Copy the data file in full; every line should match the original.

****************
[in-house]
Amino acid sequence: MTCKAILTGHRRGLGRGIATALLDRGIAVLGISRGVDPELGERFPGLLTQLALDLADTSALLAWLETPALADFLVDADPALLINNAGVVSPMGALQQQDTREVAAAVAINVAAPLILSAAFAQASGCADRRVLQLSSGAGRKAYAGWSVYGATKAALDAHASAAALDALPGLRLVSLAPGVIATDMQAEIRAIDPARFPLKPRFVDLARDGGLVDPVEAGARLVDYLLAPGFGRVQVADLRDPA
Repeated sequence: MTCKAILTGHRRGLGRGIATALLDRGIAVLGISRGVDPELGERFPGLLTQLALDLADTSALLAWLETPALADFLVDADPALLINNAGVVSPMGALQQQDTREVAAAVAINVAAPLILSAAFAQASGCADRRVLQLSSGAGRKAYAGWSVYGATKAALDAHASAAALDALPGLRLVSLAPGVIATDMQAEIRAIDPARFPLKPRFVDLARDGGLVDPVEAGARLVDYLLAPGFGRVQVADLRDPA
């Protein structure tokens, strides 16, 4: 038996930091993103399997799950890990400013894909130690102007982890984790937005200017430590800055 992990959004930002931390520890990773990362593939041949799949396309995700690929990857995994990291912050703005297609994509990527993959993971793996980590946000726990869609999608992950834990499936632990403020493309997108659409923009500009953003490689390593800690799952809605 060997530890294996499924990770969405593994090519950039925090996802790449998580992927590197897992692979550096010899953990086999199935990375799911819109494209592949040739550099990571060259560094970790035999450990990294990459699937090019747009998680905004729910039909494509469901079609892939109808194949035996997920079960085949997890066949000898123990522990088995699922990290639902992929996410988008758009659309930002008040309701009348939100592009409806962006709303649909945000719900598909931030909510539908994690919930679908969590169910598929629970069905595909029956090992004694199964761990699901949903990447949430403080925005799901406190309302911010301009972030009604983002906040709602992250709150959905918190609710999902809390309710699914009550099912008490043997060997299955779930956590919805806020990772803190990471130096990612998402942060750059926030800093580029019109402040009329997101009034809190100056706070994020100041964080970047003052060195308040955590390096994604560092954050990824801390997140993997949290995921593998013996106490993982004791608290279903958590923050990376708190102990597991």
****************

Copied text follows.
[in-house]
Amino acid sequence: MTCKAILTGHRRGLGRGIATALLDRGIAVLGISRGVDPELGERFPGLLTQLALDLADTSALLAWLETPALADFLVDADPALLINNAGVVSPMGALQQQDTREVAAAVAINVAAPLILSAAFAQASGCADRRVLQLSSGAGRKAYAGWSVYGATKAALDAHASAAALDALPGLRLVSLAPGVIATDMQAEIRAIDPARFPLKPRFVDLARDGGLVDPVEAGARLVDYLLAPGFGRVQVADLRDPA
Repeated sequence: MTCKAILTGHRRGLGRGIATALLDRGIAVLGISRGVDPELGERFPGLLTQLALDLADTSALLAWLETPALADFLVDADPALLINNAGVVSPMGALQQQDTREVAAAVAINVAAPLILSAAFAQASGCADRRVLQLSSGAGRKAYAGWSVYGATKAALDAHASAAALDALPGLRLVSLAPGVIATDMQAEIRAIDPARFPLKPRFVDLARDGGLVDPVEAGARLVDYLLAPGFGRVQVADLRDPA
């Protein structure tokens, strides 16, 4: 038996930091993103399997799950890990400013894909130690102007982890984790937005200017430590800055 992990959004930002931390520890990773990362593939041949799949396309995700690929990857995994990291912050703005297609994509990527993959993971793996980590946000726990869609999608992950834990499936632990403020493309997108659409923009500009953003490689390593800690799952809605 060997530890294996499924990770969405593994090519950039925090996802790449998580992927590197897992692979550096010899953990086999199935990375799911819109494209592949040739550099990571060259560094970790035999450990990294990459699937090019747009998680905004729910039909494509469901079609892939109808194949035996997920079960085949997890066949000898123990522990088995699922990290639902992929996410988008758009659309930002008040309701009348939100592009409806962006709303649909945000719900598909931030909510539908994690919930679908969590169910598929629970069905595909029956090992004694199964761990699901949903990447949430403080925005799901406190309302911010301009972030009604983002906040709602992250709150959905918190609710999902809390309710699914009550099912008490043997060997299955779930956590919805806020990772803190990471130096990612998402942060750059926030800093580029019109402040009329997101009034809190100056706070994020100041964080970047003052060195308040955590390096994604560092954050990824801390997140993997949290995921593998013996106490993982004791608290279903958590923050990376708190102990597991």